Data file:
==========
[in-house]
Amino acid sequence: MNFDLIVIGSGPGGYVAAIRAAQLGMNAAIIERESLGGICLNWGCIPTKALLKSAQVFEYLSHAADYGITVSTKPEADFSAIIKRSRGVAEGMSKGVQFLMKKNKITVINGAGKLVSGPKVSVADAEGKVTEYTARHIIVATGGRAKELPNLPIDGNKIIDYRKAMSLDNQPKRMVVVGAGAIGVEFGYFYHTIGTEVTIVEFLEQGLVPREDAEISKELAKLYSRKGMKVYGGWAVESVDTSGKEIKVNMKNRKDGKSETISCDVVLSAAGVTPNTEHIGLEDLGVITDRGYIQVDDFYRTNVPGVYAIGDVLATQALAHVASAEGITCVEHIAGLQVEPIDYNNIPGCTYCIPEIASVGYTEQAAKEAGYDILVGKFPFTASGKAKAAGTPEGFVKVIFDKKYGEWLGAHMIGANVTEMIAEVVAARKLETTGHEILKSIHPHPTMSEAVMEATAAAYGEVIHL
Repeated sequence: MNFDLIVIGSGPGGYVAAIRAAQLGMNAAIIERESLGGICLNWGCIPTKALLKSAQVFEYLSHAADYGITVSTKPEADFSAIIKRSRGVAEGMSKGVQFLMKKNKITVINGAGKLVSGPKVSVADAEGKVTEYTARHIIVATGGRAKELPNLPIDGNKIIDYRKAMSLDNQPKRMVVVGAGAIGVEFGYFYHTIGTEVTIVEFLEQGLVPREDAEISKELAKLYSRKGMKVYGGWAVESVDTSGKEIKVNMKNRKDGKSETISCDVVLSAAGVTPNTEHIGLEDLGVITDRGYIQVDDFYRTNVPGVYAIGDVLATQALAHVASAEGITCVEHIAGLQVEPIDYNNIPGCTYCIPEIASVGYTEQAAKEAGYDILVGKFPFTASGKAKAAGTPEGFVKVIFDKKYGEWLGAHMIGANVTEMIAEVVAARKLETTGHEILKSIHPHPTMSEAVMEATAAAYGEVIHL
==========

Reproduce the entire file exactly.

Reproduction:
[in-house]
Amino acid sequence: MNFDLIVIGSGPGGYVAAIRAAQLGMNAAIIERESLGGICLNWGCIPTKALLKSAQVFEYLSHAADYGITVSTKPEADFSAIIKRSRGVAEGMSKGVQFLMKKNKITVINGAGKLVSGPKVSVADAEGKVTEYTARHIIVATGGRAKELPNLPIDGNKIIDYRKAMSLDNQPKRMVVVGAGAIGVEFGYFYHTIGTEVTIVEFLEQGLVPREDAEISKELAKLYSRKGMKVYGGWAVESVDTSGKEIKVNMKNRKDGKSETISCDVVLSAAGVTPNTEHIGLEDLGVITDRGYIQVDDFYRTNVPGVYAIGDVLATQALAHVASAEGITCVEHIAGLQVEPIDYNNIPGCTYCIPEIASVGYTEQAAKEAGYDILVGKFPFTASGKAKAAGTPEGFVKVIFDKKYGEWLGAHMIGANVTEMIAEVVAARKLETTGHEILKSIHPHPTMSEAVMEATAAAYGEVIHL
Repeated sequence: MNFDLIVIGSGPGGYVAAIRAAQLGMNAAIIERESLGGICLNWGCIPTKALLKSAQVFEYLSHAADYGITVSTKPEADFSAIIKRSRGVAEGMSKGVQFLMKKNKITVINGAGKLVSGPKVSVADAEGKVTEYTARHIIVATGGRAKELPNLPIDGNKIIDYRKAMSLDNQPKRMVVVGAGAIGVEFGYFYHTIGTEVTIVEFLEQGLVPREDAEISKELAKLYSRKGMKVYGGWAVESVDTSGKEIKVNMKNRKDGKSETISCDVVLSAAGVTPNTEHIGLEDLGVITDRGYIQVDDFYRTNVPGVYAIGDVLATQALAHVASAEGITCVEHIAGLQVEPIDYNNIPGCTYCIPEIASVGYTEQAAKEAGYDILVGKFPFTASGKAKAAGTPEGFVKVIFDKKYGEWLGAHMIGANVTEMIAEVVAARKLETTGHEILKSIHPHPTMSEAVMEATAAAYGEVIHL